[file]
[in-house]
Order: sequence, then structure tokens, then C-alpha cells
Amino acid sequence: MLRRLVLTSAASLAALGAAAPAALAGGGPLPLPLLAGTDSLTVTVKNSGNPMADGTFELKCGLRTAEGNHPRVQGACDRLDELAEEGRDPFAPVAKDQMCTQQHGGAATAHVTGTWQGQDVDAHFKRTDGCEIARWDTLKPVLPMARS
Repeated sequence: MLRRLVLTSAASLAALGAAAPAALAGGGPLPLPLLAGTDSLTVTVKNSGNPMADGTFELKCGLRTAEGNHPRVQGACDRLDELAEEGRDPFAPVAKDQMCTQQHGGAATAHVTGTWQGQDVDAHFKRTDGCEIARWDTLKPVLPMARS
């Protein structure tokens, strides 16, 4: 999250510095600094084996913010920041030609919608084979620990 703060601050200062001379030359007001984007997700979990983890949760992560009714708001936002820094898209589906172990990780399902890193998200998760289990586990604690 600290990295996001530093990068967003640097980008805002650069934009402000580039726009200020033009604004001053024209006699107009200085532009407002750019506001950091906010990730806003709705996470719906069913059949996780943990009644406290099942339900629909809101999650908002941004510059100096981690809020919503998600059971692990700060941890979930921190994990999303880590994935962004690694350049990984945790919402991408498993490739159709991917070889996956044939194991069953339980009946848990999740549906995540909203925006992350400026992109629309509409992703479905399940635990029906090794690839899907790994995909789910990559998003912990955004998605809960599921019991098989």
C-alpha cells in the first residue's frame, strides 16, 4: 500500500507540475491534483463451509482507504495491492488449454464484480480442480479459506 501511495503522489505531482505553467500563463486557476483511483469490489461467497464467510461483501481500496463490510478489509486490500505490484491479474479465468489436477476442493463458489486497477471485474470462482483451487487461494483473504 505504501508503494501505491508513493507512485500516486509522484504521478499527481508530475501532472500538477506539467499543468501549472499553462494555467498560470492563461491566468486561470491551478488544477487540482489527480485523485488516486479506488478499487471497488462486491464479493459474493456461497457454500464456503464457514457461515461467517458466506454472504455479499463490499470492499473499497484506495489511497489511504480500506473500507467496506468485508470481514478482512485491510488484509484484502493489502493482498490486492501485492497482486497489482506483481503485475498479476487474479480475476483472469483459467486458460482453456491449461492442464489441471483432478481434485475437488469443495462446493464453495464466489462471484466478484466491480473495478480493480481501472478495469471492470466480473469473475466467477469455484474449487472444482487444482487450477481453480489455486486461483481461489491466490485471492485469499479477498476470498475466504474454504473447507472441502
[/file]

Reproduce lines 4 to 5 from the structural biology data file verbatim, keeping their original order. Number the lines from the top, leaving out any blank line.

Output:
Repeated sequence: MLRRLVLTSAASLAALGAAAPAALAGGGPLPLPLLAGTDSLTVTVKNSGNPMADGTFELKCGLRTAEGNHPRVQGACDRLDELAEEGRDPFAPVAKDQMCTQQHGGAATAHVTGTWQGQDVDAHFKRTDGCEIARWDTLKPVLPMARS
């Protein structure tokens, strides 16, 4: 999250510095600094084996913010920041030609919608084979620990 703060601050200062001379030359007001984007997700979990983890949760992560009714708001936002820094898209589906172990990780399902890193998200998760289990586990604690 600290990295996001530093990068967003640097980008805002650069934009402000580039726009200020033009604004001053024209006699107009200085532009407002750019506001950091906010990730806003709705996470719906069913059949996780943990009644406290099942339900629909809101999650908002941004510059100096981690809020919503998600059971692990700060941890979930921190994990999303880590994935962004690694350049990984945790919402991408498993490739159709991917070889996956044939194991069953339980009946848990999740549906995540909203925006992350400026992109629309509409992703479905399940635990029906090794690839899907790994995909789910990559998003912990955004998605809960599921019991098989």